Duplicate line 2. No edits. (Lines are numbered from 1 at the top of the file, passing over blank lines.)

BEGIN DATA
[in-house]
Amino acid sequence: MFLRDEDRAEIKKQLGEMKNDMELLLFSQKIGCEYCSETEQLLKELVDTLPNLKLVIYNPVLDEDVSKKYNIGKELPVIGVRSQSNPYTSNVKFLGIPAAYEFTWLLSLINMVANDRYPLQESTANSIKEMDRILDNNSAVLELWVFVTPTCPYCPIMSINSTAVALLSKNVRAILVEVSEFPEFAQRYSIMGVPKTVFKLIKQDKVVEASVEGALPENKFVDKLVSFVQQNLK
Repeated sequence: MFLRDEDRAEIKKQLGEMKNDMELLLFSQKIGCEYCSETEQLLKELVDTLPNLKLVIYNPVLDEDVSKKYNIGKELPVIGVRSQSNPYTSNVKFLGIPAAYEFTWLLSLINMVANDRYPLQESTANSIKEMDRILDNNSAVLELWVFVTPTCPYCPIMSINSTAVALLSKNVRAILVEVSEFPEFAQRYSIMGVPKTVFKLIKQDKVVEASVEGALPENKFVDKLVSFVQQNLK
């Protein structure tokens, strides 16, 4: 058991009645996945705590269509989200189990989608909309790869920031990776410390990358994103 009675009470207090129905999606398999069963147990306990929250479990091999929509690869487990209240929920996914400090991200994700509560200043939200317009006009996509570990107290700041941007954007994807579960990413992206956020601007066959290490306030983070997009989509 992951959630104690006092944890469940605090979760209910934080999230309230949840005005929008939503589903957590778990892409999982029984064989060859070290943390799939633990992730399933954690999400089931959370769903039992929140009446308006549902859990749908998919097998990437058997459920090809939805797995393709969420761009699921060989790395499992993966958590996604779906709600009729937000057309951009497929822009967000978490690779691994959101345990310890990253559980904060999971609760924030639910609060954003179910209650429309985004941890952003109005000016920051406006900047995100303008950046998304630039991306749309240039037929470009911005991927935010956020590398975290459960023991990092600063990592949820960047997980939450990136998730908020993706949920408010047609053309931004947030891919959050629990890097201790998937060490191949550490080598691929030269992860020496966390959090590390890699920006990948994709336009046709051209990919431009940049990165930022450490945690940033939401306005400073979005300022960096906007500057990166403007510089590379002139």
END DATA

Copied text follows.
Amino acid sequence: MFLRDEDRAEIKKQLGEMKNDMELLLFSQKIGCEYCSETEQLLKELVDTLPNLKLVIYNPVLDEDVSKKYNIGKELPVIGVRSQSNPYTSNVKFLGIPAAYEFTWLLSLINMVANDRYPLQESTANSIKEMDRILDNNSAVLELWVFVTPTCPYCPIMSINSTAVALLSKNVRAILVEVSEFPEFAQRYSIMGVPKTVFKLIKQDKVVEASVEGALPENKFVDKLVSFVQQNLK